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On the Fringes of Tourism: The Hidden Gym in Pai Valley

Fightland Blog

By Lindsey Newhall

Photos by Matthew Yarbrough

It's a warm winter in the little town of Pai, tucked away in a valley in the northern Thailand province of Mae Hong Son. The three-hour bus ride from Chiang Mai winds through mountain passes and cascades down into into a verdant panorama featured on many a postcard, now home to an increasing number of itinerant backpackers and escapist hippies.

And, of course, the occasional Muay Thai fighter.

Pai's main walking streets are overrun with tourists, mostly Western and Chinese, but few of these tourists make it out to Sitjemam Muay Thai Gym. Unlike most of the businesses in Pai, Sitjemam is hidden away in the countryside, where it sits unassumingly among green fields, scattered homes, and a couple mom-and-pop shops. For pure beauty of the surroundings, it's hard to beat Sitjemam's location.

Only two full-time trainers call Sitjemam home: Emmanuele "Em" Corti from Venice, Italy, and Kru Chet (fight name Wanpichit Sitsanan) from Ubon Province in Thailand's Isaan region. Em's wife, Supanee "Mam" Changpradit, helps out as well, teaching Muay Boran to interested students, holding pads for younger fighters and some local kids.

Together, Mam and Em own and manage the gym. The gym is named after its female owner—"Sitjemam" translates into "students of Mam."

Days spent in Pai are serene. Train, eat, sleep, repeat. That's all the fighters do here, says Mam. The gym is approaching its second birthday, having been established in April 2014. It's small—the capacity is 10 students, and only six can live on-site.

With the gym being so small, it's hard to turn a profit. In fact, Mam and Em don't depend on the gym for their full-time livelihood. Mam owns a tour agency in town, and the couple owns and manages rental properties in the surrounding areas.

It's not easy to profit from operating a gym, no matter where you are. When asked how to make money running a fighter's gym, Em looks a bit cynical and says, "By sending the fighters to Europe. The purses [here] aren't enough alone. And you can't make enough on gambling alone either. Muay Thai and gambling, it's like karate in the '80s, it's for older people. Even our son, he's good at Muay Thai but what does he do? Football."

Then why have a gym, if not to make a profit? "Because we love it," Mam laughs, as if there could be no other reason. This sort of sentiment is somewhat common for many traditional gym owners in Thailand, who go into the Muay Thai business almost as a working hobby, often funding the gym through outside sources.

Profitable gyms in Thailand now come in two main forms: the ones backed by wealthy owners who buy elite Thai fighters, and those focused primarily on foreigners and the money they pay in training fees. With no high-level, active Thai fighters, and too few foreign students to be highly profitable, Sitjemam doesn't fit into either category.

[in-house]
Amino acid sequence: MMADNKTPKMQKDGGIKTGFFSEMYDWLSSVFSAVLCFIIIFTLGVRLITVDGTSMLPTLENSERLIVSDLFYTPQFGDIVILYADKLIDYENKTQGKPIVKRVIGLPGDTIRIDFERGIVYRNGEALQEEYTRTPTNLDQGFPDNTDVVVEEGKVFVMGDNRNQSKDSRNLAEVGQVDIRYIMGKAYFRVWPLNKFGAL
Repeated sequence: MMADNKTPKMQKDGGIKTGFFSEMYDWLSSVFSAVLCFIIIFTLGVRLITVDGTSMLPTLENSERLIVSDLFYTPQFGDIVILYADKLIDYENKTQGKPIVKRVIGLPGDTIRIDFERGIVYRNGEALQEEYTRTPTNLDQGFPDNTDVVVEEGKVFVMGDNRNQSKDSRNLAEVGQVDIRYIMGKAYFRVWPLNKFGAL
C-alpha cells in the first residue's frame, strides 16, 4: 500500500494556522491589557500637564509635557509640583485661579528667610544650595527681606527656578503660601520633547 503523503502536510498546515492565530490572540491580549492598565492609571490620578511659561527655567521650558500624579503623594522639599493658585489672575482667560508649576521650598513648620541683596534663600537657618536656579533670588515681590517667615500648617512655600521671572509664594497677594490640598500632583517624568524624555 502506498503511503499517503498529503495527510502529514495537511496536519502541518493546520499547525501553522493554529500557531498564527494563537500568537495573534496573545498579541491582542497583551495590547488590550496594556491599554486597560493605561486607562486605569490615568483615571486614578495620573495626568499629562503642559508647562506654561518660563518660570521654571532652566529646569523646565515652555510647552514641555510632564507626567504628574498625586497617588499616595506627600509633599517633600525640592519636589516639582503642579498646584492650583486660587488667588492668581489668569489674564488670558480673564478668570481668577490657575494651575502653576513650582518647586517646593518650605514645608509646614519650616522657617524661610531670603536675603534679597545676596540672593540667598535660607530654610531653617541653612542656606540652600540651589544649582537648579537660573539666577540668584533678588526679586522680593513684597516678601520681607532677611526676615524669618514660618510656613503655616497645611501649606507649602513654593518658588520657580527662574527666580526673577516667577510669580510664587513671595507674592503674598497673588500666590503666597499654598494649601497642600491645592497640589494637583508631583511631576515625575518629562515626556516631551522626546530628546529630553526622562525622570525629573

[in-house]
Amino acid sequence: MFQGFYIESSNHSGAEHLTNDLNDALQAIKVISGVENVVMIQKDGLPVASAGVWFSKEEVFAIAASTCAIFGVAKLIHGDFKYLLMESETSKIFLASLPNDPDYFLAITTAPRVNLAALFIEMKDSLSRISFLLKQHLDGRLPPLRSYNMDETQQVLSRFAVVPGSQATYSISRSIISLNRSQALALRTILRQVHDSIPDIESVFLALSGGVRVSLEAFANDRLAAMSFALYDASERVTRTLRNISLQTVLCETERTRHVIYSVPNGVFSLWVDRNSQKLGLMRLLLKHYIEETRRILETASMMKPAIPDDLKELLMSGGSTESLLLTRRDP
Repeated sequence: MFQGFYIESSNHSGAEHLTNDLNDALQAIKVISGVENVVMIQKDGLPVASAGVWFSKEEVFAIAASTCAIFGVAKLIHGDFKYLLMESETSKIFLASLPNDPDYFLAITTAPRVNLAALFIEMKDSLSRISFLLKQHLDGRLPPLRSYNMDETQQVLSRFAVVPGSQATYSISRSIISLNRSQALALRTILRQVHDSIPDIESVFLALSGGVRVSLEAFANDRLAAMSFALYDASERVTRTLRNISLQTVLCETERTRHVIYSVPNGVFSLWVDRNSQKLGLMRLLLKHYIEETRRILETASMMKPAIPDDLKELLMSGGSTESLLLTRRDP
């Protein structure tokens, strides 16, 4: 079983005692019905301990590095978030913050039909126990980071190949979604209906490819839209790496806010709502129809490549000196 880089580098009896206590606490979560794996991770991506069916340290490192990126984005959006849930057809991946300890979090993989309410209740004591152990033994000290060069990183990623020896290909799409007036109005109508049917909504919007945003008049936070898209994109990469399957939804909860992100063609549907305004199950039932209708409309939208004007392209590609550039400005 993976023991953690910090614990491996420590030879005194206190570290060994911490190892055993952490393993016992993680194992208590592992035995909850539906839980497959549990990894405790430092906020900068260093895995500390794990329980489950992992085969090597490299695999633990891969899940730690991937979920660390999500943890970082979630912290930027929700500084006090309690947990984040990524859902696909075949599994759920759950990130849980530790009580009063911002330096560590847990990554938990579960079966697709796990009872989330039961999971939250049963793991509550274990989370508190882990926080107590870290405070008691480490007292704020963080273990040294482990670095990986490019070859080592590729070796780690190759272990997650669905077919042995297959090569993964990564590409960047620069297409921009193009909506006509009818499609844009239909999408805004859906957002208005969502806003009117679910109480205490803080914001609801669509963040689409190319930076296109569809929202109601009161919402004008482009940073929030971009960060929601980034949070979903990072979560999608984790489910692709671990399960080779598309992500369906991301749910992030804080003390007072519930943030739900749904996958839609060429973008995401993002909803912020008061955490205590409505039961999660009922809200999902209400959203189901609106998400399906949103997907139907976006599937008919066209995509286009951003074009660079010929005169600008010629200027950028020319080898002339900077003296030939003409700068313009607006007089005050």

But Mam and Em never went into it for the profits. They stay connected with the small surrounding community—a few local kids and a couple Burmese refugees train there. Their foreign fighters are occasionally notable, some even famous, like well-known Dutch fighter Marloes Merza. And they're working to build their name.

"We are making fighters famous," Mam says. "Like our Dutch girl [Marloes], even back in Holland she is famous. We have connections and can get good fights here in Thailand and abroad. It's different if you have to do it for a living, but we do it because we like it. We don't care as much about making money from it, as we have other businesses. Also we don't put pressure on our fighters because we don't gamble on them. We don't take their purse either, not even a cut of it." 

Sitjemam is hoping to attract a certain type of foreign student. "[We want] someone who wants to be a serious fighter," Mam says. "Someone who wants to learn Muay Thai not just because it's fashionable or popular now."

Pai is remote, though. The place is generally known for nice scenery and as a destination for travelers and tourists. While many travelers are interested in trying Muay Thai in Thailand, few make it out to Sitjemam, stopping instead at the far more centrally located Charn Chai Muay Thai Gym.

Drop-ins are welcome at Sitjemam, but "holiday-fighters" are generally not the target demographic. "Here it's more serious training," Mam says, "not just for fun or partying and meeting new people. We don't get many tourists because we don't market to the backpackers." 

The gym doesn't host parties ("drinking parties," as Mam calls them), but they do organize the occasional camping excursion or group trip to the nearby hot springs, so there is a bit of fun and relaxation included in the Sitjemam Gym experience.

It was almost a given for Mam and Em, who first met at another (now-defunct) Muay Thai gym eight years ago, to open their own. Says Mam, "When we decided to live together, we said, what will we do? We'll do what we love, we'll make our own gym. We were looking for other businesses too, but finally we decided to make a gym. It's something we already knew very well and had connections."

Mam and Em are open to possibilities for the future of their family and the gym, but for now, they are happy doing what they love, operating a gym in Mam's home province. 

 

Check out these related stories:

Musings of a Middle-School Dropout: Yodwicha's Life of Muay Thai

How to Run a Muay Thai Gym in Thailand: Santai

Banchamek Surin: Inside Buakaw's Gym in Rural Isaan

 

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